You may need to spend some time getting your dog used to going in the car before you go on holiday this can be done by taking little journeys around the block frequently.
If while reading this you can think of a situation that your dog may not show you in the best light then spend time getting it right now so when you come to that situation its a case of reminding rather then full on teaching and even worse, correcting.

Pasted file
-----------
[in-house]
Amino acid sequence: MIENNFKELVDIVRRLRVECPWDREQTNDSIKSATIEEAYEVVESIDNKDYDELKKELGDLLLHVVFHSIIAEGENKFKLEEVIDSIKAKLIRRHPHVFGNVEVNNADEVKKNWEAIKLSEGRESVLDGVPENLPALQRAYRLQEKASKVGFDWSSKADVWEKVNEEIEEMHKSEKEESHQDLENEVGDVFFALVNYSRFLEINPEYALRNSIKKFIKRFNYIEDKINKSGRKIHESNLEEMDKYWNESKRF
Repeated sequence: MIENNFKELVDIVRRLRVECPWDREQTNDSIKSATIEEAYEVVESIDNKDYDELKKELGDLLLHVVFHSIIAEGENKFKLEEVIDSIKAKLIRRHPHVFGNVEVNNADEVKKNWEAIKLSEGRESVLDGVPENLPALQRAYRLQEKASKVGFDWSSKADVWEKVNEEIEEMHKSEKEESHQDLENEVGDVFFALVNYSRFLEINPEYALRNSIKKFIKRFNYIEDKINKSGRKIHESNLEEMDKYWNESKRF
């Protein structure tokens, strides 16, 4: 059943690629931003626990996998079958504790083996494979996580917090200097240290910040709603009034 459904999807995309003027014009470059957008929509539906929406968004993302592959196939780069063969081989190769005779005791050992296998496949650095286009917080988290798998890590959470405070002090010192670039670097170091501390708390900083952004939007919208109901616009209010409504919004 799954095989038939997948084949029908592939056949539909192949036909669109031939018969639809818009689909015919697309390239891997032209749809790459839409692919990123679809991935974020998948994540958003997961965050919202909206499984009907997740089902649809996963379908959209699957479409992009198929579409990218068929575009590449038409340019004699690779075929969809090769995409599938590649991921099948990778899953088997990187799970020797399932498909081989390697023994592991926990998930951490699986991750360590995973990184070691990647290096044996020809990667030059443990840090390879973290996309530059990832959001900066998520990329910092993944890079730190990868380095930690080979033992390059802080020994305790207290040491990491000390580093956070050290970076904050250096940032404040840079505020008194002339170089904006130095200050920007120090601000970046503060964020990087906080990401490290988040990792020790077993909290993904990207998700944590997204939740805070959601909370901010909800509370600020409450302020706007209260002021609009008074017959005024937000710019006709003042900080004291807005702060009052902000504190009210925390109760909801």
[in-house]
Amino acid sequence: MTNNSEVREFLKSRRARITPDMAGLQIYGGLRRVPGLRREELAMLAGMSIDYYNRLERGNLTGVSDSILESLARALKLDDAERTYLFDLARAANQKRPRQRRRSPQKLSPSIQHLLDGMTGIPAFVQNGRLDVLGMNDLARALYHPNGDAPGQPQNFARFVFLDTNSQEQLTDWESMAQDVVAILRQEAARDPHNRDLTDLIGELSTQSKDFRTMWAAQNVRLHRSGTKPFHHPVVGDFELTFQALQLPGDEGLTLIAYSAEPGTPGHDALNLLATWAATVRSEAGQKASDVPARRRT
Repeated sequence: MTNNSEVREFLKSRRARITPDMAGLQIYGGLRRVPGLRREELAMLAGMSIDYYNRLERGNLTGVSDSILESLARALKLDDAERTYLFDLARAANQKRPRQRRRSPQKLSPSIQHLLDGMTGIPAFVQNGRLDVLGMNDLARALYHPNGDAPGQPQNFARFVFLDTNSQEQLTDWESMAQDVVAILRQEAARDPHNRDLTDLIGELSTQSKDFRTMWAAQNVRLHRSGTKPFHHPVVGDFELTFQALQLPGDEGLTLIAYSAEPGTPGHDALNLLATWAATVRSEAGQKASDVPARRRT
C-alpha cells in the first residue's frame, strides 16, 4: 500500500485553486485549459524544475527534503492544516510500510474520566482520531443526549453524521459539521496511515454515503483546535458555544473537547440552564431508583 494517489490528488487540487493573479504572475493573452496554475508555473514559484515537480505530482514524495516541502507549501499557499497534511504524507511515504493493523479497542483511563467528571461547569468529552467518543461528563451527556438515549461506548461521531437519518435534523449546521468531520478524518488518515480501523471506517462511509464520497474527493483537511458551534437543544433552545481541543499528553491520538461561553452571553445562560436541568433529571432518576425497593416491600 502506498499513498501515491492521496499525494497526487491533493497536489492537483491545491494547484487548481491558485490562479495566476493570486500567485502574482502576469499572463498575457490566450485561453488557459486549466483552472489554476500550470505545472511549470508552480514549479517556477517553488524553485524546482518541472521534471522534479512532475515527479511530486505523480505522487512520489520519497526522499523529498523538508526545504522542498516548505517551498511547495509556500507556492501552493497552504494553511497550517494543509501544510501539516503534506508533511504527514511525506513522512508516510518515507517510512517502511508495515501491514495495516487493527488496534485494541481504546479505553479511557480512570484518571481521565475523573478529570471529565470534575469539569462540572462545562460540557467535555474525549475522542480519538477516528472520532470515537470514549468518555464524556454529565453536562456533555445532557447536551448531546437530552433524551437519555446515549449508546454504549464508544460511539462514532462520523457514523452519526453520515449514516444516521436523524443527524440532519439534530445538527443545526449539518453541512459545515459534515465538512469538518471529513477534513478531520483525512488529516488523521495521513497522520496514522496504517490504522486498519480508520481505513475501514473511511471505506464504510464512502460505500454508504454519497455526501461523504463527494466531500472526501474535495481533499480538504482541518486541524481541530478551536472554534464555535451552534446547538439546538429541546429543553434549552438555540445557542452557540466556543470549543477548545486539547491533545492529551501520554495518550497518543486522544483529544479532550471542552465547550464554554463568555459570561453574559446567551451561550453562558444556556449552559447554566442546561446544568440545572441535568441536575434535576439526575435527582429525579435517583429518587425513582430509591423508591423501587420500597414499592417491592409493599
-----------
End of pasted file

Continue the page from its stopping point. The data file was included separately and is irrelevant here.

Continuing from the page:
If your dog has issues that you would like to work on I highly suggest finding a local trainer or behaviourist like myself who can help you achieve your end goal. Think about how your dog will behave in a tea room , restaurant around other dogs, or children, around food, birds and other wildlife or on the beach? do you fancy problems the time to work on these problems is now don’t leave it until a couple of weeks before your holiday begin the work as soon as you for see the issue. Don't be fooled by what you see online and on the Tele, most behaviours take anything from weeks to years (more complex issues and behaviours) to correct or teach.